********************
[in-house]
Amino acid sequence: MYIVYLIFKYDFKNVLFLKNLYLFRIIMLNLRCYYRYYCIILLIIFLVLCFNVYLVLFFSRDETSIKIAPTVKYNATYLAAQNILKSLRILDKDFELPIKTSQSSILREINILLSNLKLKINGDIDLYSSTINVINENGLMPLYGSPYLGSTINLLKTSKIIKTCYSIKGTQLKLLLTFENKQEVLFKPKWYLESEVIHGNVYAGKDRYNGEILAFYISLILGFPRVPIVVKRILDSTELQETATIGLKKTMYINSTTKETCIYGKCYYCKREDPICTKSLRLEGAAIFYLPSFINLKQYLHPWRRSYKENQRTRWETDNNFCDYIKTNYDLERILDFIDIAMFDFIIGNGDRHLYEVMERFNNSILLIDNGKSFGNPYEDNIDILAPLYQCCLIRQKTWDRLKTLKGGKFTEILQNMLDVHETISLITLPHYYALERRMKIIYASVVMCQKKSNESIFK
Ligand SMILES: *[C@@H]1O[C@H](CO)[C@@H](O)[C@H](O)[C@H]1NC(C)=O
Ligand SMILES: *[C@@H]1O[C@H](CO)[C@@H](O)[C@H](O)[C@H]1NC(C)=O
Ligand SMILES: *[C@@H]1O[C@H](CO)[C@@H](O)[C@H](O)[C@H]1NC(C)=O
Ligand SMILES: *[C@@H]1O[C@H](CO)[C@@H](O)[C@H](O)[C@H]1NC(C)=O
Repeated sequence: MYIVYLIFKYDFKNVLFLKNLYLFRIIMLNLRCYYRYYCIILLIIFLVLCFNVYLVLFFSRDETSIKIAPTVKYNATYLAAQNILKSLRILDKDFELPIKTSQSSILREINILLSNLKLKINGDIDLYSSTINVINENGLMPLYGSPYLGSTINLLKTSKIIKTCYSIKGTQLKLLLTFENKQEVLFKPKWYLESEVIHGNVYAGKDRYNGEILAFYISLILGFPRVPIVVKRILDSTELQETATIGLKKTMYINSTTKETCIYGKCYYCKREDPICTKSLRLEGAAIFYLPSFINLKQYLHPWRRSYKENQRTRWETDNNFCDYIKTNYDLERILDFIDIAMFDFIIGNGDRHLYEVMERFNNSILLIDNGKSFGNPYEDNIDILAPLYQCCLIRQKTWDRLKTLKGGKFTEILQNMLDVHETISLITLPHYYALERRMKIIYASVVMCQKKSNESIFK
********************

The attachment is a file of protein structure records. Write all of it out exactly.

[in-house]
Amino acid sequence: MYIVYLIFKYDFKNVLFLKNLYLFRIIMLNLRCYYRYYCIILLIIFLVLCFNVYLVLFFSRDETSIKIAPTVKYNATYLAAQNILKSLRILDKDFELPIKTSQSSILREINILLSNLKLKINGDIDLYSSTINVINENGLMPLYGSPYLGSTINLLKTSKIIKTCYSIKGTQLKLLLTFENKQEVLFKPKWYLESEVIHGNVYAGKDRYNGEILAFYISLILGFPRVPIVVKRILDSTELQETATIGLKKTMYINSTTKETCIYGKCYYCKREDPICTKSLRLEGAAIFYLPSFINLKQYLHPWRRSYKENQRTRWETDNNFCDYIKTNYDLERILDFIDIAMFDFIIGNGDRHLYEVMERFNNSILLIDNGKSFGNPYEDNIDILAPLYQCCLIRQKTWDRLKTLKGGKFTEILQNMLDVHETISLITLPHYYALERRMKIIYASVVMCQKKSNESIFK
Ligand SMILES: *[C@@H]1O[C@H](CO)[C@@H](O)[C@H](O)[C@H]1NC(C)=O
Ligand SMILES: *[C@@H]1O[C@H](CO)[C@@H](O)[C@H](O)[C@H]1NC(C)=O
Ligand SMILES: *[C@@H]1O[C@H](CO)[C@@H](O)[C@H](O)[C@H]1NC(C)=O
Ligand SMILES: *[C@@H]1O[C@H](CO)[C@@H](O)[C@H](O)[C@H]1NC(C)=O
Repeated sequence: MYIVYLIFKYDFKNVLFLKNLYLFRIIMLNLRCYYRYYCIILLIIFLVLCFNVYLVLFFSRDETSIKIAPTVKYNATYLAAQNILKSLRILDKDFELPIKTSQSSILREINILLSNLKLKINGDIDLYSSTINVINENGLMPLYGSPYLGSTINLLKTSKIIKTCYSIKGTQLKLLLTFENKQEVLFKPKWYLESEVIHGNVYAGKDRYNGEILAFYISLILGFPRVPIVVKRILDSTELQETATIGLKKTMYINSTTKETCIYGKCYYCKREDPICTKSLRLEGAAIFYLPSFINLKQYLHPWRRSYKENQRTRWETDNNFCDYIKTNYDLERILDFIDIAMFDFIIGNGDRHLYEVMERFNNSILLIDNGKSFGNPYEDNIDILAPLYQCCLIRQKTWDRLKTLKGGKFTEILQNMLDVHETISLITLPHYYALERRMKIIYASVVMCQKKSNESIFK